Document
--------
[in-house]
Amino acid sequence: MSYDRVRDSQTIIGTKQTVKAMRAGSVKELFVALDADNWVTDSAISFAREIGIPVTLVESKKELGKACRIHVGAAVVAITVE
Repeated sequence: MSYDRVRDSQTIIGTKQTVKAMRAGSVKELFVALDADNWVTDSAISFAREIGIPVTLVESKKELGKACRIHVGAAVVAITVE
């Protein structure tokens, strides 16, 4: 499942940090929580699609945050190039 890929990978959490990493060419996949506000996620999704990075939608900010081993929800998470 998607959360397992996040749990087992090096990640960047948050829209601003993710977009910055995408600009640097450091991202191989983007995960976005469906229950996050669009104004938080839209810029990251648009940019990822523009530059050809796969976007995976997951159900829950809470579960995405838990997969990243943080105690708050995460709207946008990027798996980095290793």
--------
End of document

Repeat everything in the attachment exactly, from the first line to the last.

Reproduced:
[in-house]
Amino acid sequence: MSYDRVRDSQTIIGTKQTVKAMRAGSVKELFVALDADNWVTDSAISFAREIGIPVTLVESKKELGKACRIHVGAAVVAITVE
Repeated sequence: MSYDRVRDSQTIIGTKQTVKAMRAGSVKELFVALDADNWVTDSAISFAREIGIPVTLVESKKELGKACRIHVGAAVVAITVE
């Protein structure tokens, strides 16, 4: 499942940090929580699609945050190039 890929990978959490990493060419996949506000996620999704990075939608900010081993929800998470 998607959360397992996040749990087992090096990640960047948050829209601003993710977009910055995408600009640097450091991202191989983007995960976005469906229950996050669009104004938080839209810029990251648009940019990822523009530059050809796969976007995976997951159900829950809470579960995405838990997969990243943080105690708050995460709207946008990027798996980095290793």